Huevos Mexicanos

If you’ve been reading and paying attention to past entries, you may have noticed that I’m pretty much in love with all Mexican foods. It’s just such a delicious genre. I’m sort of sad for my friends who live in places where there aren’t breakfast tacos, huevos rancheros, and huevos mexicanos. In grad school, I remember the shock of a girlfriend when I told her that I liked to eat beans with my breakfast. She could hardly comprehend what I was saying to her. When I said that salsa for breakfast was equally delicious, I might as well have been speaking to her in another language, she was so dumbfounded. This recipe doesn’t have any beans nor did I have any with my breakfast that day, but beans would certainly make a positive addition to the meal. This recipe is not your most traditional version of huevos mexicanos, but the semi-homemade aspects certainly make it accessible to everyone. I used my Roasty Toasty Red Salsa, but you could certainly use whatever salsa you have on hand to tweak the recipe as your taste buds require. I doubt you’ll ever be disappointed.

Mmm...mmm...good!

Huevos Mexicanos

Ingredients
2 tbsp favorite salsa
1 whole egg
1 egg white
1 oz cheese – grated (I won’t tell if you use more.)
2 – 4 green onions, just the green parts
Splash of milk
¾ oz tortilla chip crumbs – more or less

Steps
1. Grate your cheese and keep handy.
2. Crack your whole egg into a bowl, and add the white of the other egg. Add a splash (I count to 1, sometimes 2) of milk. Beat vigorously until there are plenty of bubbles.
3. Using kitchen scissors, snip your green onions into wee pieces directly into the egg mixture.


4. Preheat your pan over medium-ish heat. My standard is usually 5, on the dial. I also recommend using a non-stick skillet with a bit of non-stick spray in it. Eggs have a surprisingly high stick factor, regardless of the type of pan. After 2 minutes of preheating, give the eggs a final vigorous stir and pour into the pan. Let them be until they begin to set up a bit.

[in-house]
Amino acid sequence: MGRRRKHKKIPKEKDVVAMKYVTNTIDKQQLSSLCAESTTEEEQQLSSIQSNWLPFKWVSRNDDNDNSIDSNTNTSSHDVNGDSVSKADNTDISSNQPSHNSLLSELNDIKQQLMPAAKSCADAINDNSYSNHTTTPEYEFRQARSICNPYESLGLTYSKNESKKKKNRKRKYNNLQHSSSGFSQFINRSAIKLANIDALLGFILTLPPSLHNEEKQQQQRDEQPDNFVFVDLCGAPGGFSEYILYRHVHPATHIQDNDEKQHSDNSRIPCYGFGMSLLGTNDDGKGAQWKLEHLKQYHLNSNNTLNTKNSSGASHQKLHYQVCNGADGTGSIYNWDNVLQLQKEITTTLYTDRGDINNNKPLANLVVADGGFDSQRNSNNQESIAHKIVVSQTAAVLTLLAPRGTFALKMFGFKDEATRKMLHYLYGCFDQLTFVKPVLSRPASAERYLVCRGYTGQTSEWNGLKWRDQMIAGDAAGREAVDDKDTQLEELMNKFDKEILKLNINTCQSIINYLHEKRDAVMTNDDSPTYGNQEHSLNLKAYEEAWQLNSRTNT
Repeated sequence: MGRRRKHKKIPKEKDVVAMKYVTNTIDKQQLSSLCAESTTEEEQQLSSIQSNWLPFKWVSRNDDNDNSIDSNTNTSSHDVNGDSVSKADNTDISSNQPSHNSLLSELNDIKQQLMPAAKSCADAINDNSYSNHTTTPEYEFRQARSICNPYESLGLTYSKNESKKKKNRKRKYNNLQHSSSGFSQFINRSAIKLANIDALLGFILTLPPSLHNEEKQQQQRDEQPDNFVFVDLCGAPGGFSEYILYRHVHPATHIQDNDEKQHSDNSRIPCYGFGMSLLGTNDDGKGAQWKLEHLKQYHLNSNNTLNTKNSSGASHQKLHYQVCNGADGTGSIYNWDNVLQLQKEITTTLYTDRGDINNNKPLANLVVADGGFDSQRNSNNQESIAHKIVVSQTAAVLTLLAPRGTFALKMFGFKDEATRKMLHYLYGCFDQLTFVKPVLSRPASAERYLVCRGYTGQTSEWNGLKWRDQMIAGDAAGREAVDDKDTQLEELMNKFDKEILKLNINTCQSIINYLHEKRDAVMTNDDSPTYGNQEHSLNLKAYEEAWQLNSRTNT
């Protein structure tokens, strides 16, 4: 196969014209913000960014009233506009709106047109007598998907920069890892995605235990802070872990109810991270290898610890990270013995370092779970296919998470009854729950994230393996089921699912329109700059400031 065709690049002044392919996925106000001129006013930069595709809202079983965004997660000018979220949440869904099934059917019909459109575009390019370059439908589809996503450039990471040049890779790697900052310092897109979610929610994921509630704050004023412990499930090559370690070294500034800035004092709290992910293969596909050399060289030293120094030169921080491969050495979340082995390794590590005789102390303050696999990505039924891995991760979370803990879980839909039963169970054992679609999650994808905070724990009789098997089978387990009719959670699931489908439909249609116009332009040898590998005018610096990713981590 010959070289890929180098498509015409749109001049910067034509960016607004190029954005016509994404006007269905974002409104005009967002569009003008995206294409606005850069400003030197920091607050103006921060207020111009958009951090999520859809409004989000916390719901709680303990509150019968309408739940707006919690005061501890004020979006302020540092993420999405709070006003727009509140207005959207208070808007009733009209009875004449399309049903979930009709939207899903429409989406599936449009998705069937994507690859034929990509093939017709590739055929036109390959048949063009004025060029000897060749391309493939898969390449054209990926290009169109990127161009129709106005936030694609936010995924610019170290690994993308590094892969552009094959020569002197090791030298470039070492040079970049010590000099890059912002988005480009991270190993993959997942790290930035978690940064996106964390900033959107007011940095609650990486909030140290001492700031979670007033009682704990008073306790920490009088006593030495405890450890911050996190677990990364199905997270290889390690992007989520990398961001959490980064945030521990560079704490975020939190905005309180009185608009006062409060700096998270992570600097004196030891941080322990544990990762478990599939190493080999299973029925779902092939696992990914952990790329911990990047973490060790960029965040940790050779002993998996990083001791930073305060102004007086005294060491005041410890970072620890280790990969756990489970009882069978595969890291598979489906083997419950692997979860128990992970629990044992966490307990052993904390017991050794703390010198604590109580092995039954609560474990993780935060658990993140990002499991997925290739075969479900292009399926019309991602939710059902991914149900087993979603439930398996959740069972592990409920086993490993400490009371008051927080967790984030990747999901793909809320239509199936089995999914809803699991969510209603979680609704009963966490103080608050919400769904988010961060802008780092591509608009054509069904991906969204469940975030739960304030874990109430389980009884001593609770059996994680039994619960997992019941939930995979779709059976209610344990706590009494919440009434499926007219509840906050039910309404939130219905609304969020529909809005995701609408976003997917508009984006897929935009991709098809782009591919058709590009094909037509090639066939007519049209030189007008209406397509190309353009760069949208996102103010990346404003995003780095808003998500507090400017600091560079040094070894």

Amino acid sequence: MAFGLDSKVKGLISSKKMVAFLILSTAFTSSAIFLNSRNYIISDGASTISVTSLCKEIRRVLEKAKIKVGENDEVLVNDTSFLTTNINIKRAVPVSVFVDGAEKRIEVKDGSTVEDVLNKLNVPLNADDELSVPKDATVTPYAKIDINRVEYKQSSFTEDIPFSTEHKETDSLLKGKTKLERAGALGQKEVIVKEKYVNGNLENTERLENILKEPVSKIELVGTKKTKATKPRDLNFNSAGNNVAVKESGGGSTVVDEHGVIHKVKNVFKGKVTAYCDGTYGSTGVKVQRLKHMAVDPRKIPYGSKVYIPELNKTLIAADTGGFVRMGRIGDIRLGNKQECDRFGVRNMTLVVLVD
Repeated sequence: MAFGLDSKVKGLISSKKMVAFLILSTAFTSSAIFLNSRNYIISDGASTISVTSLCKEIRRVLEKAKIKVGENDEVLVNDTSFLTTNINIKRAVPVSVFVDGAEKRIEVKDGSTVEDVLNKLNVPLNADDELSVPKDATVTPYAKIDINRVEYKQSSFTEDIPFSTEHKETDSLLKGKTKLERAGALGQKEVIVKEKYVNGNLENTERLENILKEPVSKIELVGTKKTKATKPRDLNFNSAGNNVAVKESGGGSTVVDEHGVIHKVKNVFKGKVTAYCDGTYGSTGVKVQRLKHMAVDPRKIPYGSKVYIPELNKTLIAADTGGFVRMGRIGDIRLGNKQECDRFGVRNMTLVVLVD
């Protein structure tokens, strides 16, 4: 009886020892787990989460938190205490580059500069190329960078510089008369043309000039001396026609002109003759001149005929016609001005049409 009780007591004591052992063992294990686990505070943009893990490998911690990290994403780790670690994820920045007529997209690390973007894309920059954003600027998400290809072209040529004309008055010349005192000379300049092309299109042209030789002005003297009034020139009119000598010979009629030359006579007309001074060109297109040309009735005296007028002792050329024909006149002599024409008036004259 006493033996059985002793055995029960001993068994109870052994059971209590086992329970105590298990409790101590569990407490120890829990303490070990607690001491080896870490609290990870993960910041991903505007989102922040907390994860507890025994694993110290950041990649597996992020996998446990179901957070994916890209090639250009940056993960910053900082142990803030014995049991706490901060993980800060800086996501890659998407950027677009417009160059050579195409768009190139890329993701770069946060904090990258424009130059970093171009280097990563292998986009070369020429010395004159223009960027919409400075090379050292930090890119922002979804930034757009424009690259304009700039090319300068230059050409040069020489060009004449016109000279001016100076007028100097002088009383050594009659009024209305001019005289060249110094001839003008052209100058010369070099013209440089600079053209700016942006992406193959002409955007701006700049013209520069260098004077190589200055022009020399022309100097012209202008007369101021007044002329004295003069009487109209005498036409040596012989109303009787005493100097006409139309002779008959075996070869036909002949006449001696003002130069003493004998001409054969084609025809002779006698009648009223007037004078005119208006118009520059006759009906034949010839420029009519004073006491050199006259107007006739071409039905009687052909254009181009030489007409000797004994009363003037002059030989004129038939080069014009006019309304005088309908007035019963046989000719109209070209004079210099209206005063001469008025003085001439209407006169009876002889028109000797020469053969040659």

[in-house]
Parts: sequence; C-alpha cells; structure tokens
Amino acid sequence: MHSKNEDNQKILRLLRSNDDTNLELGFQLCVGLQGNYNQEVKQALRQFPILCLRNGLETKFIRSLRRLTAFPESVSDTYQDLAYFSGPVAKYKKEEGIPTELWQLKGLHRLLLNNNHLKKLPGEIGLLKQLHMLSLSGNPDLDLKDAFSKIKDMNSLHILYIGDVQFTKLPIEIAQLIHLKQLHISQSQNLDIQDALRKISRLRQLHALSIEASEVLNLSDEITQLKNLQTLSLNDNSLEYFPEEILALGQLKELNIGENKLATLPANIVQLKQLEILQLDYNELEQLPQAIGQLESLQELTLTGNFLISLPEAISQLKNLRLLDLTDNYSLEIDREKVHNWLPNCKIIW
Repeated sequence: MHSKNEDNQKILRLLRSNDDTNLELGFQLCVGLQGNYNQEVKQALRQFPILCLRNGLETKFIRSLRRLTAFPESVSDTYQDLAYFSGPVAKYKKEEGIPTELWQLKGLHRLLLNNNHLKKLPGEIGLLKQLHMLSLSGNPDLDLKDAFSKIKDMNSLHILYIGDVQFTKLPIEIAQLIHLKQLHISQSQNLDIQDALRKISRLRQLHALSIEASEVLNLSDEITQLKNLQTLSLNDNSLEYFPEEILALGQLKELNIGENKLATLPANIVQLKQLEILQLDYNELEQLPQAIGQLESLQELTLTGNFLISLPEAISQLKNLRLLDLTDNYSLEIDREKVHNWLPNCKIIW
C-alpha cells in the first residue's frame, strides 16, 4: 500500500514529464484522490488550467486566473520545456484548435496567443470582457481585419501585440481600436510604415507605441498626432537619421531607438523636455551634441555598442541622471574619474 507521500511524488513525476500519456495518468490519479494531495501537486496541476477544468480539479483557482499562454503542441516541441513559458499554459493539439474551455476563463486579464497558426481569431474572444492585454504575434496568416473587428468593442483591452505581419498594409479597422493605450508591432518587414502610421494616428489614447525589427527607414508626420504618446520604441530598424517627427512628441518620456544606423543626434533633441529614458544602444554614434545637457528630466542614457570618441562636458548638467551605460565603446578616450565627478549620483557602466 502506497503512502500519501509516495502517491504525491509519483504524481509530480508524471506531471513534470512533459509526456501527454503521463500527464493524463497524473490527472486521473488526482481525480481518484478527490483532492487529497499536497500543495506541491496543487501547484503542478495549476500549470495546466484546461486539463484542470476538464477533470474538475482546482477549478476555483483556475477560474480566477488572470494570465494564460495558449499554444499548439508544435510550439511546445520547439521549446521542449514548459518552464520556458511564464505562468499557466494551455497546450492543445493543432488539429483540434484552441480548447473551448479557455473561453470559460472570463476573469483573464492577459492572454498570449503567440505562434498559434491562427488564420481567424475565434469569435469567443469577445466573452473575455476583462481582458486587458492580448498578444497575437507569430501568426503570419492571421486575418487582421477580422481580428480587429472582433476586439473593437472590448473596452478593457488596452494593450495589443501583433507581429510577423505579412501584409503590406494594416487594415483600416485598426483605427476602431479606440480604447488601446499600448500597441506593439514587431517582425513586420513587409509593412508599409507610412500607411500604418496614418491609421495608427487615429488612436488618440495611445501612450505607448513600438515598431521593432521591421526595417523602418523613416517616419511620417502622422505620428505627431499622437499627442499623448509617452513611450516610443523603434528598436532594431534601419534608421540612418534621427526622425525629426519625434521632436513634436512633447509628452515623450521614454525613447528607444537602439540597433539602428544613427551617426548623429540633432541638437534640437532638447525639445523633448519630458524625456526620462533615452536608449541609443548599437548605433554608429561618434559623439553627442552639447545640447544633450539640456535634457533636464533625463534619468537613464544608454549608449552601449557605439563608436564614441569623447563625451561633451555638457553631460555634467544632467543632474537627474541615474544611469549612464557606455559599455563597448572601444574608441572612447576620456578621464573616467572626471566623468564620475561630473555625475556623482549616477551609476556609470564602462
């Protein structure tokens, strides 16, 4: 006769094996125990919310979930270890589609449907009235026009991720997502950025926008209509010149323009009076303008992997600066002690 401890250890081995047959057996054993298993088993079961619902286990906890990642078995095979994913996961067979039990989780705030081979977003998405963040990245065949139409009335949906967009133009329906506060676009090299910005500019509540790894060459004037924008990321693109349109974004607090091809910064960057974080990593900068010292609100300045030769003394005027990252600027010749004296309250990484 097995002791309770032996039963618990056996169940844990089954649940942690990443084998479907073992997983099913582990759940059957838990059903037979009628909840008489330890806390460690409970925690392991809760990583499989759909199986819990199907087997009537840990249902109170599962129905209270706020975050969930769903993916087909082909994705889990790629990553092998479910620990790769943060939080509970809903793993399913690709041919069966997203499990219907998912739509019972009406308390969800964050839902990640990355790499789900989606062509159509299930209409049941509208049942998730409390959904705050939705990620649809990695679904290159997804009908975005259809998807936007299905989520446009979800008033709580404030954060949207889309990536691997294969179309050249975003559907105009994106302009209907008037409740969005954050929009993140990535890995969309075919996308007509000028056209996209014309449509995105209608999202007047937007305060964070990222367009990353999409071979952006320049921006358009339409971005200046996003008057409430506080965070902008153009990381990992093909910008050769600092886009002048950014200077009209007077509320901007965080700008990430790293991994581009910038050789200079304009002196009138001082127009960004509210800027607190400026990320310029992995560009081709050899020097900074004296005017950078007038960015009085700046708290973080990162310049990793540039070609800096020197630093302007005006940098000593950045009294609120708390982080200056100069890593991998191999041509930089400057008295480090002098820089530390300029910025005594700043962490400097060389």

5. Begin your preferred scrambling method. When they are starting to firm up in spots, toss in about a third of your cheese and stir. Within a minute of adding the cheese, pour in your salsa. Swirl/stir it together.

6. Let the eggs get nearly all the way done and dump in ½ to ¾ of your chip crumbs. If you put them in earlier, they will get soggy, and that’s not good eats. Stir the crumbs around and give the eggs no more than 1 more minute in the pan…unless you prefer drier eggs.


7. Put the rest of your chip crumbs on your plate, and top with about half of your remaining cheese. Do this while your eggs are getting their last bit of cooking.


8. Scrape your eggs out onto the chips and cheese. Top with the remaining cheese. Add the bacon you’ve been baking (see below), and voila! Breakfast is served!

I’m so excited to share with you my tip on green onions! I learned this gem from my grandmother a while back, and now I have 3 pots of green onions thriving on my balcony. When you buy a bunch of green onions from the store, save the white root ends to put in some dirt. Give them just a few days, and you will be rewarded with new growth. With time, they will grow tall and lanky, perfect for you to snip away when you need them. I really love to use green onions in a wide array of recipes but was frequently frustrated that I didn’t have any when I wanted them or that I was throwing away wilted, slimy onions that I didn’t use fast enough that week. Having my pots alleviates waste and frustration in my kitchen, which is always a good thing. I think I’ve planted two or three bunches over the last several months. It’s good to have them on a bit of rotation so they have time to regrow between cuttings. If you cut them too frequently, they’ll grow thinner than if you give them time to hang out a bit. I know that green onions are usually only fifty cents a bunch. However, when you throw away most of the bunch, it’s about forty wasted cents, which can add up. Give it a try; it’s super easy!